Toussenel’s zoology classifies the animal world according to the rule of fashion. He considers women the intermediary between man and the animals. She is in a sense decorator of the animal world which, in exchange, places at her feet its plumage and its furs. Fashion prescribes the ritual according to which the commodity fetish demands to be worshipped.
Grandville extends the authority of fashion to objects of everyday use as well as to the cosmos. It couples the living body to the inorganic world. To the living, it defends the rights of the corpse.
The fantasies of Grandville correspond to the spirit of the fashion that Apollinaire later described with this image: “Any material from nature’s domain can now be introduced into the composition of women’s clothes. . . .”
Louis Philippe, or the Interior
Under the reign of Louis Philippe, the private individual enters history. For the private individual, places of dwelling are for the first time opposed to places of work.
The place of dwelling constitutes itself as the interior and its complement is the office. The private individual, who in the office has to deal with reality, needs the domestic interior to sustain him in his illusions.
In the formation of a man’s private environment, both commercial and social considerations are left out. Phantasmagorias of the interior represents the universe for a private man. In the interior, he brings together remote locales and memories of the past.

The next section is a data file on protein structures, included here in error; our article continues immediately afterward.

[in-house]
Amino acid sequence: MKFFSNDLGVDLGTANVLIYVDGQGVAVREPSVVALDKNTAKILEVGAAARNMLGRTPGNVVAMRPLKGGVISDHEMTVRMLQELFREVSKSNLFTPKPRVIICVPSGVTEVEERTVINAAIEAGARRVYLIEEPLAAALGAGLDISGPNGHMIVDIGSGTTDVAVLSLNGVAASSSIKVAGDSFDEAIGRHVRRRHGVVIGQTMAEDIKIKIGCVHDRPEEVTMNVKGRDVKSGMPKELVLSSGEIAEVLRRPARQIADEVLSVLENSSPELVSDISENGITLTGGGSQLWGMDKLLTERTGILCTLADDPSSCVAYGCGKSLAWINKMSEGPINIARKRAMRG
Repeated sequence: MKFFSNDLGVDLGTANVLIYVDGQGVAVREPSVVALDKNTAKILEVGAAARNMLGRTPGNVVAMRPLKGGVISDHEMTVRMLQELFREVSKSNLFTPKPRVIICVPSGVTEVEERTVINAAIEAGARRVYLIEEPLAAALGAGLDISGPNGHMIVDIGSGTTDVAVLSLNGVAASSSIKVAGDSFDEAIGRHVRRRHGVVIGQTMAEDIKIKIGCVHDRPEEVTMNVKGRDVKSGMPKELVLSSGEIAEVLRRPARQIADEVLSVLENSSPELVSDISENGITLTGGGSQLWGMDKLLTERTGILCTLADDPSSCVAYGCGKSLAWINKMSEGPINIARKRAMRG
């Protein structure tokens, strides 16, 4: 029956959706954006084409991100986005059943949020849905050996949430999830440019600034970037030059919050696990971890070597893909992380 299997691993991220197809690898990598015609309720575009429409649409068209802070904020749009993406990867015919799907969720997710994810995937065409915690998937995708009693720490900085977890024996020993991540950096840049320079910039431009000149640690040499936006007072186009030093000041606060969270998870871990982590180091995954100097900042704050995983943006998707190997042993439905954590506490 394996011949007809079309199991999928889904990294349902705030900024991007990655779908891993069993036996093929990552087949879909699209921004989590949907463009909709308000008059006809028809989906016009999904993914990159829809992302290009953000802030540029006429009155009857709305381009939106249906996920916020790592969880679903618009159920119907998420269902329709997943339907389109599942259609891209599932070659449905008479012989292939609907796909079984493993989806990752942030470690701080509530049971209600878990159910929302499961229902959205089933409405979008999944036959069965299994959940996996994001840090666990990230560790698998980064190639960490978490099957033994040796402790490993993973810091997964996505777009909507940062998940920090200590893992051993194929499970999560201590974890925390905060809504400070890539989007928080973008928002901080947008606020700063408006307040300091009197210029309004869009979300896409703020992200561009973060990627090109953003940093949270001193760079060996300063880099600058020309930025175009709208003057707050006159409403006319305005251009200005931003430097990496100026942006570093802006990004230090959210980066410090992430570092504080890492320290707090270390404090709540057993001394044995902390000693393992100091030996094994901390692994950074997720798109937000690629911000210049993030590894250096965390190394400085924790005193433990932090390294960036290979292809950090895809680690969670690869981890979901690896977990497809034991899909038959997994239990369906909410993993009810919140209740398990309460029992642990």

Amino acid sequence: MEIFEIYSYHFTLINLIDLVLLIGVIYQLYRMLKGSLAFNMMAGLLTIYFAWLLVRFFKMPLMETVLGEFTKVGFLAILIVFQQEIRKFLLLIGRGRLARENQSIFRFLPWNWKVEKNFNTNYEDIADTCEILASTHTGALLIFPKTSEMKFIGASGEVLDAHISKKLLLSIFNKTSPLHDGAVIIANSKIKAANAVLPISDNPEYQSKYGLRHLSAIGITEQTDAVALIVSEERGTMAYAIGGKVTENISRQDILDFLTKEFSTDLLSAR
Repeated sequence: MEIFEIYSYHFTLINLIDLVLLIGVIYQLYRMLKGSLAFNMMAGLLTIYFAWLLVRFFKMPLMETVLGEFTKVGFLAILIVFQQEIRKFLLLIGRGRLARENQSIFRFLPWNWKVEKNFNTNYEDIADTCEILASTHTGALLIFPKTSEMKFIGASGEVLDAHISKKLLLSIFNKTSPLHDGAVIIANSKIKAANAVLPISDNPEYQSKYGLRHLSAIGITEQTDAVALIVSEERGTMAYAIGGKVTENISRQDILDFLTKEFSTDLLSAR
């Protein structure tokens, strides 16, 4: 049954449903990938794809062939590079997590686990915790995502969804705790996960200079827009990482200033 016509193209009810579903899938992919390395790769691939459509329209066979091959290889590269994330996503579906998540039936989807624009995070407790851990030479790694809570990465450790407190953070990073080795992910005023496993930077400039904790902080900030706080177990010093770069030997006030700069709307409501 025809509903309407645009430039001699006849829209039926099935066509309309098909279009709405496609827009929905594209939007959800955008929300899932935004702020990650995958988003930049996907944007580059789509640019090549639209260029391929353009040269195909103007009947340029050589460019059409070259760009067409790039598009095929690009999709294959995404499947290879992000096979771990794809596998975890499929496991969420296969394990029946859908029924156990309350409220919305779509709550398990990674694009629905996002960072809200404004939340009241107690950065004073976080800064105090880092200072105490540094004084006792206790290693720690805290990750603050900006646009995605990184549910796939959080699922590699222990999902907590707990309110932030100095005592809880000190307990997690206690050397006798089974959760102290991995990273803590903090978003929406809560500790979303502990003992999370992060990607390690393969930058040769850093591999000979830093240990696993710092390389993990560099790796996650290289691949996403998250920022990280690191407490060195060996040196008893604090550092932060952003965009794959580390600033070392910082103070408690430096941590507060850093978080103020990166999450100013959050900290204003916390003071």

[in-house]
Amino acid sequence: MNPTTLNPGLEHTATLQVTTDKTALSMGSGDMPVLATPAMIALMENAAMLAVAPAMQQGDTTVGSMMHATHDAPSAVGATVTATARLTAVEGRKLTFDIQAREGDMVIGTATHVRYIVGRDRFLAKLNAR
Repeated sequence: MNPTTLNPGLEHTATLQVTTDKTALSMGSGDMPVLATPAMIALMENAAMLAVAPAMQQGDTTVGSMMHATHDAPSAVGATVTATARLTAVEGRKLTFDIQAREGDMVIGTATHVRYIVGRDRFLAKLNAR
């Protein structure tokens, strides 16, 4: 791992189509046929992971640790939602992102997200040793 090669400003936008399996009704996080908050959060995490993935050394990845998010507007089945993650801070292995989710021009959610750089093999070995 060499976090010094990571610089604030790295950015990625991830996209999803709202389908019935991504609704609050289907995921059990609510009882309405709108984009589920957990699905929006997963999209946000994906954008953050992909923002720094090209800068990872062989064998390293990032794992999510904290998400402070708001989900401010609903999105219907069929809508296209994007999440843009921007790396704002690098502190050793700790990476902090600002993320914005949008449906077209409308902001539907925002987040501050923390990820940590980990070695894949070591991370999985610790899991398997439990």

The interior is the asylum where art takes refuge and its true resident is the collector. The collector delights in evoking a world that is not just distant and long gone but also a better world in which human beings are not properly provided with what they need in the real world, but in which things are freed from the drudgery being useful.
The interior is not just the world of the private individual, it is also his etui. Ever since the time of Philippe, the bourgeoisie has shown a tendency to compensate for the absence of any traces of private life in the big city.
The liquidation of the interior took place during the last years of the 19th century, in the works of Jugendstil. The art of the interior was an art of genre, but Jugendstil sounds the death knell of the genre.
The new elements of iron construction command the attention of ‘modern style’. In the domain of ornamentation, it endeavors to integrate these forms into art. Concrete puts at its disposal new potentialities for architecture.
As Fourier had foreseen, the true framework for the life of the private citizen must be sought increasingly in offices and commercial centers.
Baudelaire or the Streets of Paris
With Baudelaire, Paris becomes for the first time the subject of lyric poetry. This poetry of place is the opposite of all poetry of the soil.
The gaze of the allegorist, as it falls on the city, is the gaze of the alienated man. It is the gaze of the flaneur, whose way of life conceals behind a beneficent mirage the anxiety of the future inhabitants of metropolises.
The flaneur seeks refuge in the crowd and the crowd is the veil through which the familiar city is transformed for the flaneur into phantasmagoria. The department store is the last precinct of flanerie.